Mechanical circulatory support (MCS) has significantly impacted the management and longevity of patients with advanced heart failure. Despite efficacy, MCS continues to be plagued by a seemingly constant group of adverse events. In recent years, while survival continues to improve and technology acceptance grows, we as a field, continue to gnaw away at adverse events. On a positive note, with newer ventricular assist device (VAD) designs, an apparent reduction in thrombotic complications has emerged. Though, to the cautious observer, a simultaneous shift to bleeding, rather than clotting, has occurred. This seems paradoxical, as one would expect with enhanced engineering of VAD designs and “removal” of thrombosis, one should be left with hemostasis, rather than with bleeding. Why are we now seeing this situation?
Generically, we are seeing this shift of adverse events as the underlying pathophysiology is complex, with many operative and, at times, countervailing processes ongoing simultaneously. New mechanisms of device-related platelet dysfunction and coagulopathy continue to be revealed, functioning on multiple scales—from the clinical to the molecular—with events and risks still present. It just depends on where you look, when you look, and at what scale. Herein we emphasize the complexity of these systems. As such, improvements in one aspect of an MCS system may appear to emerge clinically, though underlying pathophysiologic derangements may persist, leading to subclinical or clinical events in a different location, or at different times in another element of the system. Similarly, reduction in the propensity of one mechanistic process might permit other underlying processes to be revealed and dominate.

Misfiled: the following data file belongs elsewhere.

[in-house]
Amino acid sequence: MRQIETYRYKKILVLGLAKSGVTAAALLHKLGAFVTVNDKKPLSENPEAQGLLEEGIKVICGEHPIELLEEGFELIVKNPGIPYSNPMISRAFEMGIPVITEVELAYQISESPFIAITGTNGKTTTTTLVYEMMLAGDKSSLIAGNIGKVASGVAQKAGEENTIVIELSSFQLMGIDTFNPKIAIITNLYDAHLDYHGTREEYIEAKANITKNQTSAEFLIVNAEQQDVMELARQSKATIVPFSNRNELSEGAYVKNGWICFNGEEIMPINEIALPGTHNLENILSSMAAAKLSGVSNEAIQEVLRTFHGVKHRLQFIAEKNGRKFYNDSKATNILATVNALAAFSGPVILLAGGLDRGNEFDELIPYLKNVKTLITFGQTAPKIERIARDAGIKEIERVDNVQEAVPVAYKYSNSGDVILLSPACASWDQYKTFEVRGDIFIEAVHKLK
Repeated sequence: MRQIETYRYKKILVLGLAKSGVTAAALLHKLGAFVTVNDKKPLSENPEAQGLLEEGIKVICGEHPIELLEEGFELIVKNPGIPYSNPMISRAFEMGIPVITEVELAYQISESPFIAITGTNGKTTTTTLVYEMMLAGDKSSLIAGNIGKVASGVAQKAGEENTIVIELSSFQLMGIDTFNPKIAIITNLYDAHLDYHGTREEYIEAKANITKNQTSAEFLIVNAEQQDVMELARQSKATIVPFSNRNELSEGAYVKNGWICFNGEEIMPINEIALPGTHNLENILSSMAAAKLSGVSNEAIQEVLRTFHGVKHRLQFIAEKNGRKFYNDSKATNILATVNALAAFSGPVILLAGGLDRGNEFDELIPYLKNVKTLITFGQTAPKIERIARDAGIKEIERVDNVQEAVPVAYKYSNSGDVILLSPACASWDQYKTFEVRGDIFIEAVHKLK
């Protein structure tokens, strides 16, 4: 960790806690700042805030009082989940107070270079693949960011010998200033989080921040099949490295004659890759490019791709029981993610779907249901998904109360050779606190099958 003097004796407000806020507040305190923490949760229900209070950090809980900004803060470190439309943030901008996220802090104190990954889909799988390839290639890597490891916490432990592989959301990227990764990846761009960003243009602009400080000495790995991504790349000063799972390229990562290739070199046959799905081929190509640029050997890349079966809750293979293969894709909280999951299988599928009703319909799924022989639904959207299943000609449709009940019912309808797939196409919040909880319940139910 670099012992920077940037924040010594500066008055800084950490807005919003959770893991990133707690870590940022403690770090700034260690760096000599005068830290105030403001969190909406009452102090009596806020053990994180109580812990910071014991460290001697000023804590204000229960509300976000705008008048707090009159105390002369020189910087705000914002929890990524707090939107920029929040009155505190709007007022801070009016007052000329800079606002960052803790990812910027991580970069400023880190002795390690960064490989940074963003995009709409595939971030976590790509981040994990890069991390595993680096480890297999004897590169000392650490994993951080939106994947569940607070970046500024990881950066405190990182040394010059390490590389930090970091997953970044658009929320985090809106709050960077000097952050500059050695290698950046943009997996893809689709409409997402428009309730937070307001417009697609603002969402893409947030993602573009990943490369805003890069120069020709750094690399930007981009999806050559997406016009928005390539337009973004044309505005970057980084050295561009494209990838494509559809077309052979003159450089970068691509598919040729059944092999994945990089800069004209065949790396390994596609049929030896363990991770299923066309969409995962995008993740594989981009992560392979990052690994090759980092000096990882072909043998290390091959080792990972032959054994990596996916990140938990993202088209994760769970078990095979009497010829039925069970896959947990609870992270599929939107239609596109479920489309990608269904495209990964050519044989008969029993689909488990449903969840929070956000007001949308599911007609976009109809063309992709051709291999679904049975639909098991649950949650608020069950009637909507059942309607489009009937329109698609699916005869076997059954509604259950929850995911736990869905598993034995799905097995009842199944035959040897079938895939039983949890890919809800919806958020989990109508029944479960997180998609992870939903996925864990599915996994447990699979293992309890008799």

We outline and address several issues that must be kept in mind to allow our understanding of the pathophysiology of MCS to evolve.
It’s a system, not a device
From a hemocompatibility perspective, an operative VAD is not a single device but a system, composed of inflow cannula, pump, outflow cannula and anastomoses to the ventricle and the outflow artery. Each of these components or zones is a site for local thrombogenicity, or activation for downstream thrombogenicity. While thrombosis of the actual pump may be reduced, risk remains for thrombus formation in the “free flow”, or at other locations. This is heightened if component geometry is compromised and abnormal flows develop (1). Hence, if we look at a given zone or location, it may appear thrombus free. Yet, thrombosis and its consequences may be occurring distally. While this may not cause major clinical sequelae, it provides an underlying increased risk profile for pro-thrombosis, easily tipped in the setting of additive thrombotic drivers, i.e., infection.